The Effects of Aging on the Magnitude of the Acoustic Reflex Aural acoustic-immittance (admittance and impedance) measurements during the quiescent and reflexive states were made using a computer sampling technique on 18 subjects with normal hearing in each of two age groups (< 30 years and > 50 years). Seven pure-tones (250–6000 Hz) and broadband-noise stimuli served to elicit the acoustic ... Research Article
Research Article  |   September 01, 1981
The Effects of Aging on the Magnitude of the Acoustic Reflex
 
Author Affiliations & Notes
  • Richard H. Wilson
    Veterans Administration Medical Center, Long Beach, California
Article Information
Research Articles
Research Article   |   September 01, 1981
The Effects of Aging on the Magnitude of the Acoustic Reflex
Journal of Speech, Language, and Hearing Research, September 1981, Vol. 24, 406-414. doi:10.1044/jshr.2403.406
History: Received March 6, 1980 , Accepted May 14, 1980
 
Journal of Speech, Language, and Hearing Research, September 1981, Vol. 24, 406-414. doi:10.1044/jshr.2403.406
History: Received March 6, 1980; Accepted May 14, 1980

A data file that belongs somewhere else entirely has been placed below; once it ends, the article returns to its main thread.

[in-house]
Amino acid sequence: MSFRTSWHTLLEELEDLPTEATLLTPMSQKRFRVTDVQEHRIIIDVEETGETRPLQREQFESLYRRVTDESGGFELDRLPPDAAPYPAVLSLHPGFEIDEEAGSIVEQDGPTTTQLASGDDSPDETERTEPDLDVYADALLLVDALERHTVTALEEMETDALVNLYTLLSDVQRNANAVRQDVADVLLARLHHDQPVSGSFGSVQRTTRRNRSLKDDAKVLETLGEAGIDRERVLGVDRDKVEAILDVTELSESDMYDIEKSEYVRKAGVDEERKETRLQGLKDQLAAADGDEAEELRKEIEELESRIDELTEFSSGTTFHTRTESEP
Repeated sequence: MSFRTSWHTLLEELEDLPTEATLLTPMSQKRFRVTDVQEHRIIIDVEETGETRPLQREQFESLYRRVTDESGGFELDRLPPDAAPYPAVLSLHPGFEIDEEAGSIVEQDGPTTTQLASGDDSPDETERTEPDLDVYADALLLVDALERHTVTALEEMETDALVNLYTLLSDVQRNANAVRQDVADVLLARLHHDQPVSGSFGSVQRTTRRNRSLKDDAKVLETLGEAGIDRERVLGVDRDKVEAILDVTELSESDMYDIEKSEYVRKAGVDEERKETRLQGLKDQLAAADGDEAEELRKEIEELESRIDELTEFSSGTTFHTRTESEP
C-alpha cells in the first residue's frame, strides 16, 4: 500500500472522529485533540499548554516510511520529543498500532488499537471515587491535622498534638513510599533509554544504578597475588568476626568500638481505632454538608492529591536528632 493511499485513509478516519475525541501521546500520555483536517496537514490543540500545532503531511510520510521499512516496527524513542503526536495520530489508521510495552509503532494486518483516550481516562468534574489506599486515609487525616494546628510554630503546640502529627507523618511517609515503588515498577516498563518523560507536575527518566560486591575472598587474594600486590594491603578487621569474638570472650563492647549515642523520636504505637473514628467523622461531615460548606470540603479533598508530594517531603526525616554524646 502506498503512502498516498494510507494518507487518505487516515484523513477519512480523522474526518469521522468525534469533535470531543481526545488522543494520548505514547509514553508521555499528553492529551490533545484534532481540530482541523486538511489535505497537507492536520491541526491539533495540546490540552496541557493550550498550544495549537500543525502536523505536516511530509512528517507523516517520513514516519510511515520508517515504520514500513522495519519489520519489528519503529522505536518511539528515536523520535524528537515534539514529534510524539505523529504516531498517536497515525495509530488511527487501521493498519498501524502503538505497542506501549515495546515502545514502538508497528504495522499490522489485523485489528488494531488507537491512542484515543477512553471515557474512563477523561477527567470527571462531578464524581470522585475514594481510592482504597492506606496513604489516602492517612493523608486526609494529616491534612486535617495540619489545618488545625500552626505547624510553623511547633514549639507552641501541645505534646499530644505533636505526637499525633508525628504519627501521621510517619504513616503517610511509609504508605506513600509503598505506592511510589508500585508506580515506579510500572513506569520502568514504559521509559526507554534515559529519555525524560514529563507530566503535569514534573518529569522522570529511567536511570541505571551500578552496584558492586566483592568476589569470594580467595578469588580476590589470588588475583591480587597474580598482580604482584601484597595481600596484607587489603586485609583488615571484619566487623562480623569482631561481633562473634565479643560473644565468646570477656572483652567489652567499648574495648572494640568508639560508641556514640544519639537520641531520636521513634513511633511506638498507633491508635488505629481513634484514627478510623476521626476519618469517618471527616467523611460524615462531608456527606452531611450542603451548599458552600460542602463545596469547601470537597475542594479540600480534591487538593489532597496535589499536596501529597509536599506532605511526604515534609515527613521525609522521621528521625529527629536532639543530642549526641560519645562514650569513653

Aural acoustic-immittance (admittance and impedance) measurements during the quiescent and reflexive states were made using a computer sampling technique on 18 subjects with normal hearing in each of two age groups (< 30 years and > 50 years). Seven pure-tones (250–6000 Hz) and broadband-noise stimuli served to elicit the acoustic reflex at sound-pressure levels from 84–116 dB (tones) and 66–116 dB (noise) in 2-dB steps during ascending and descending runs. The contralateral middle-ear activity, was monitored with a 220-Hz probe by digitizing the conductance and susceptance outputs of an acoustic-admittance meter. The computer corrected for the immittance characteristics of the ear-canal volume by utilizing measurements made at an ear-canal pressure of -350 daPa and then by converting the conductance and susceptance values into admittance and impedance units. The results are reported as the immittance change between the quiescent and reflexive states as a function of both the activator sound-pressure level and the activator-pressure level above the reflex threshold. There were no significant differences between the static-immittance values for the two groups, Although acoustic-reflex thresholds for the two groups were the same in the low- to mid-frequency region (250–2000 Hz), the reflex thresholds for the > 50-years group were elevated significantly ( 8 dB) for 4000 Hz, 6000 Hz, and noise activators. In all conditions, the magnitude of the acoustic reflex was substantially smaller for the > 50-years group as compared with the < 30-years group. The variability of the reflex magnitude was large for both groups of subjects. Saturation of the individual growth functions, which was frequency dependent, occurred twice as often with the > 50-years group as with the < 30-years group. The relationship between the magnitude changes in conductance and susceptance from the quiescent to the reflexive state was the same for the two groups. Finally, the magnitude differences among the reflex-growth data were not related to differences in static immittance.

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